That included a change in philosophy to an offensive style. It has resulted in 10 points in four Big East games (three wins for three points each and one tie for one point) and the ability to stay in games even after falling behind. In the loss to Virginia, WVU was down 1-0 and playing a man down for 40 minutes, staying tied until the 59th-minute – to the second-best team in the nation, no less – before the Cavaliers scored. The Mountaineers answered with forward Jarrod Smith's six goal of the season, then had multiple chances to win in the final minutes and into overtime.

And if West Virginia outplayed what is considered the nation's second-best team by the coaches' poll and the best team by Soccer America, SoccerTimes.com and CollegeSoccerNews.com, where, exactly, do the Mountaineers fit? A loaded question, sure, but with all the change, what LeBlanc and WVU have accomplished is near miraculous.

"My vision is for us to be a top 10 program," LeBlanc said. "But I thought we would have to work awful hard, and I thought at end of year we might be able to play how we are now. If you asked anybody else they'd say no, WVU has never been in the top 10. But my goal is for us to be a perennial top 10 program. I think we can be. I always want to compete for the Big East championship, but at this stage of this season, I'd tell you I want to win it, not just compete. A realistic goal for the program, let's win the division, get seeded. Then let's win the Big East and the NCAA takes care of itself.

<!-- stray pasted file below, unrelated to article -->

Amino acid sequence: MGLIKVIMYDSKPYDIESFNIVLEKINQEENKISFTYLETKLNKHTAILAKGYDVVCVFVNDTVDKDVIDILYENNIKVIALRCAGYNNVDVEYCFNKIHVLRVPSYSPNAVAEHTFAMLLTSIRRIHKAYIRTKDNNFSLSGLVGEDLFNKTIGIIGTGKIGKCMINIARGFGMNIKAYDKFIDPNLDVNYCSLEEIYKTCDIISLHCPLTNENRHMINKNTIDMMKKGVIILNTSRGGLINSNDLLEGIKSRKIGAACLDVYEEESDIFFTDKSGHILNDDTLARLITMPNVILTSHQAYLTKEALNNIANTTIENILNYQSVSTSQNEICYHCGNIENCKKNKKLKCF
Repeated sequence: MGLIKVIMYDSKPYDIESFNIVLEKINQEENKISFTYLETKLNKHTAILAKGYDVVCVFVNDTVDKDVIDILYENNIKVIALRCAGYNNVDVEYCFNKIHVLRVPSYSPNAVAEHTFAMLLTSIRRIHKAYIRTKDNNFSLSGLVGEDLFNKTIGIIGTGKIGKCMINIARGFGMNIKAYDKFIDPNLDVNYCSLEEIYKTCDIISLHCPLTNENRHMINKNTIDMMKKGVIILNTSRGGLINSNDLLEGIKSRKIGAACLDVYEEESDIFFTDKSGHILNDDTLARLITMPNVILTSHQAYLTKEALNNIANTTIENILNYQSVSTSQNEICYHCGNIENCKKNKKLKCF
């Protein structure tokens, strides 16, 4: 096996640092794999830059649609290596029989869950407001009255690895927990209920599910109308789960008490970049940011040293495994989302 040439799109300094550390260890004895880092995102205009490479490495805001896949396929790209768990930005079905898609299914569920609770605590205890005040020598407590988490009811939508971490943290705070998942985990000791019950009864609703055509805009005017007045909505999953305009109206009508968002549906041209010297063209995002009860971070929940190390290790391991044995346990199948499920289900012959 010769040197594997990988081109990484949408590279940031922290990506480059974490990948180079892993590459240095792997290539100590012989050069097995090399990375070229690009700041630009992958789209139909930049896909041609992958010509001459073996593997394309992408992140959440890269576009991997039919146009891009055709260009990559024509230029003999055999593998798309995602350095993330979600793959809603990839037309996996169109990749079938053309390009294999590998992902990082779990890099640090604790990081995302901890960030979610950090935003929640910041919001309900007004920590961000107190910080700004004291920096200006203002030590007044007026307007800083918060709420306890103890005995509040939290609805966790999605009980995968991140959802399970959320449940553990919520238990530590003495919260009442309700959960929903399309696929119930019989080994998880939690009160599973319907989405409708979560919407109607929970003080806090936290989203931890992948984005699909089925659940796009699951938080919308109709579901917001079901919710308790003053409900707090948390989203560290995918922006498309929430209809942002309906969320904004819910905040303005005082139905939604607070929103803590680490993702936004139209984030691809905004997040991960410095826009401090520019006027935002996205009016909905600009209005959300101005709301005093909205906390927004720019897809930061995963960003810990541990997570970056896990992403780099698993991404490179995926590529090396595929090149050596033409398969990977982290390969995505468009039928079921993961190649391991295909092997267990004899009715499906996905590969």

"With the players and former coaches there was a difference in style from before to now. I think in the early goings it was to be anticipated. We would score a goal and see the old system kick in and they would sit back and defend, trying to keep 1-0 lead. Now we have a little more killer instinct to put teams away. They are attacking relentlessly, and I think that style really came to fruition at UVA. We were down a man and a goal and we attacked relentlessly. We easily could have won that game."

With the win over Seton Hall, West Virginia is one of two unbeatens in Big East play in the Blue Division (Connecticut is the other, and those two teams meet Sept. 30 in Stoors). That quick start is of utmost importance because of the variance in team strength between the divisions.

"It could very easily happen that there is a better team with more points that does not make the Big East tournament on our side, replaced by a team which doesn't have near as good of an overall record (but is better in-conference from playing Red Division teams)," LeBlanc said. "We need to go out and take three points at home, then play tie to tie on road and get points out of every game. That formula will take care of the postseason stuff."

West Virginia plays at Connecticut before returning home for a three-game series against rival Pitt, Marquette and American University. A win over UConn would give the Mountaineers a one-game edge in the Blue Division standings and establish WVU as legit power that could reach its second NCAA Tournament for the second straight year for the first time in school history.

"That would really get us into the driver's seat with six games left," LeBlanc said of a win over UConn. "I want to win championships, and if we can win one this year that's a first step."